Figure 1 Figure 2 Figure 3 Figure 4
Major premise: M–P P–M M–P P–M
Minor premise: S–M S–M M–S M–S
Conclusion: S–P S–P S–P S–P

Putting it all together, there are 256 possible types of syllogisms (or 512 if the order of the major and minor premises is changed, although this makes no difference logically). Each premise and the conclusion can be of type A, E, I or O, and the syllogism can be any of the four figures. A syllogism can be described briefly by giving the letters for the premises and conclusion followed by the number for the figure. For example, the syllogisms above are AAA-1.

Of course, the vast majority of the 256 possible forms of syllogism are invalid (the conclusion does not follow logically from the premises). The table below shows the valid forms of syllogism. Even some of these are sometimes considered to commit the existential fallacy, thus invalid. These controversial patterns are marked in italics.

Figure 1 Figure 2 Figure 3 Figure 4
Barbara Cesare Darapti Bramantip
Celarent Camestres Disamis Camenes
Darii Festino Datisi Dimaris
Ferio Baroco Felapton Fesapo
    Bocardo Fresison
    Ferison  

The letters A, E, I, O have been used since the medieval Schools to form mnemonic names for the forms as follows: 'Barbara' stands for AAA, 'Celarent' for EAE etc.

A sample syllogism of each type follows.

Barbara

All men are animals.
All animals are mortal.
All men are mortal.

Celarent

No reptiles have fur.
All snakes are reptiles.
No snakes have fur.

Darii

All kittens are playful.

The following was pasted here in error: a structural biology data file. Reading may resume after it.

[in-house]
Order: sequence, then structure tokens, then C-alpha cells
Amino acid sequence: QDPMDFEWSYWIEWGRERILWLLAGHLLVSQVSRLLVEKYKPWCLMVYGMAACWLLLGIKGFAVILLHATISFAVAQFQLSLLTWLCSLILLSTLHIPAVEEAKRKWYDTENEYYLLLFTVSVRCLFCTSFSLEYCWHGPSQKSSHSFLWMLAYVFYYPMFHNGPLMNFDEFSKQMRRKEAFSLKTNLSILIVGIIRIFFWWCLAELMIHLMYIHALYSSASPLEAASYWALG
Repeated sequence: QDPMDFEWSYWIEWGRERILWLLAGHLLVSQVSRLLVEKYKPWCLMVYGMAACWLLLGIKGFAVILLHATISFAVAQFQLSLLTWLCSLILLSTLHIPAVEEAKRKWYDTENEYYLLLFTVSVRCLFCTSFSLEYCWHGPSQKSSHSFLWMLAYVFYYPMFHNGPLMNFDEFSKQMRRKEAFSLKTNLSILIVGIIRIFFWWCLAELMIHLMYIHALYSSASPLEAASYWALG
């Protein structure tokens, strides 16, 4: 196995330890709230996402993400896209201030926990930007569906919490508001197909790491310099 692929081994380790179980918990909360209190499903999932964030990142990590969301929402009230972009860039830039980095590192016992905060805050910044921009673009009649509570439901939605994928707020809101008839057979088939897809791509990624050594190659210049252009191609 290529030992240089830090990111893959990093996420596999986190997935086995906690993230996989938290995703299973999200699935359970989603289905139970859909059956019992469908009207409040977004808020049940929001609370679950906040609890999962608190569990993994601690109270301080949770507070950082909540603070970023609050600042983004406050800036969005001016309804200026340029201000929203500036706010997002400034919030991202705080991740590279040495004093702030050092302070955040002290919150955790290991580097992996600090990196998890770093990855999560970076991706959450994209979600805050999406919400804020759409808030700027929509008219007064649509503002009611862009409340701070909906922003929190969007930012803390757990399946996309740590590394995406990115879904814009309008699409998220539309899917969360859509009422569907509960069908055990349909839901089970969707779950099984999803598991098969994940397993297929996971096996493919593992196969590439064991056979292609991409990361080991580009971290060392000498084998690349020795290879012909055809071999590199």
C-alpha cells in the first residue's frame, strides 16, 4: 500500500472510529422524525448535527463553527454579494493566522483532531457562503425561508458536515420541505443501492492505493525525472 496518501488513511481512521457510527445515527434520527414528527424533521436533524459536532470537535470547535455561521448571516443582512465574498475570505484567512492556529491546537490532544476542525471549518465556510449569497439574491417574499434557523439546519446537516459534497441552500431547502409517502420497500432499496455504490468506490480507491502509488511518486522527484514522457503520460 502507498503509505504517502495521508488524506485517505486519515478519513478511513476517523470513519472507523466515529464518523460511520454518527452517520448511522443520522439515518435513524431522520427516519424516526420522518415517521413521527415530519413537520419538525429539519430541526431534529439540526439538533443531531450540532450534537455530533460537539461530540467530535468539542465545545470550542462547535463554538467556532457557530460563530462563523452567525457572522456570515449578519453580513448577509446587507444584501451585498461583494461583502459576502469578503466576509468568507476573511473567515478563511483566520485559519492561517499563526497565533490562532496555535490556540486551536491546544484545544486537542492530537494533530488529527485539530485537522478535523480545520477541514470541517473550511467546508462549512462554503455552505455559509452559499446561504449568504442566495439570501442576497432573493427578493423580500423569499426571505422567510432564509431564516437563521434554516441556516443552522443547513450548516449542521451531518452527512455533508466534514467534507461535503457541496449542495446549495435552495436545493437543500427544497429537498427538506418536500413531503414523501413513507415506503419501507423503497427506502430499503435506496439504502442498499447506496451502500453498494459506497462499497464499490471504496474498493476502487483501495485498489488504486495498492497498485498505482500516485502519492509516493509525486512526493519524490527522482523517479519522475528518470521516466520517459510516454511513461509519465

Some pets are kittens.
Some pets are playful.

Ferio

No homework is fun.
Some reading is homework.
Some reading is not fun.

Cesare

No healthy food is fattening.
All cakes are fattening.
No cakes are healthy.

Camestres

All horses have hooves.
No humans have hooves.
No humans are horses.

Festino

No lazy people pass exams.
Some students pass exams.
Some students are not lazy.

Baroco

All informative things are useful.
Some websites are not useful.
Some websites are not informative.

Darapti

All fruit is nutritious.
All fruit is tasty.
Some tasty things are nutritious.

Disamis

Some mugs are beautiful.
All mugs are useful.
Some useful things are beautiful.

Datisi

All the industrious boys in this school have red hair.
Some of the industrious boys in this school are boarders.
Some boarders in this school have red hair.

Felapton

No jug in this cupboard is new.
All jugs in this cupboard are cracked.
Some of the cracked items in this cupboard are not new.

Bocardo

Some cats have no tails.
All cats are mammals.
Some mammals have no tails.

Ferison

No tree is edible.
Some trees are green.
Some green things are not edible.

Bramantip

All apples in my garden are wholesome.
All wholesome fruit is ripe.
Some ripe fruit are apples in my garden.

Camenes

All coloured flowers are scented.
No scented flowers are grown indoors.
No flowers grown indoors are coloured.

Dimaris

Some small birds live on honey.
All birds that live on honey are colourful.
Some colourful birds are small.

Fesapo

No humans are perfect.
All perfect creatures are mythical.
Some mythical creatures are not human.

Fresison

No competent people are people who always make mistakes.
Some people who always make mistakes are people who work here.
Some people who work here are not competent people.

Forms can be converted to other forms, following certain rules, and all forms can be converted into one of the first-figure forms.

The syllogism in the history of logic

Syllogism dominated Western philosophical thought until The Age of Enlightenment in the 17th Century. At that time, Sir Francis Bacon rejected the idea of syllogism and deductive reasoning by asserting that it was fallible and illogical. Bacon offered a more inductive approach to logic in which experiments were conducted and axioms were drawn from the observations discovered in them.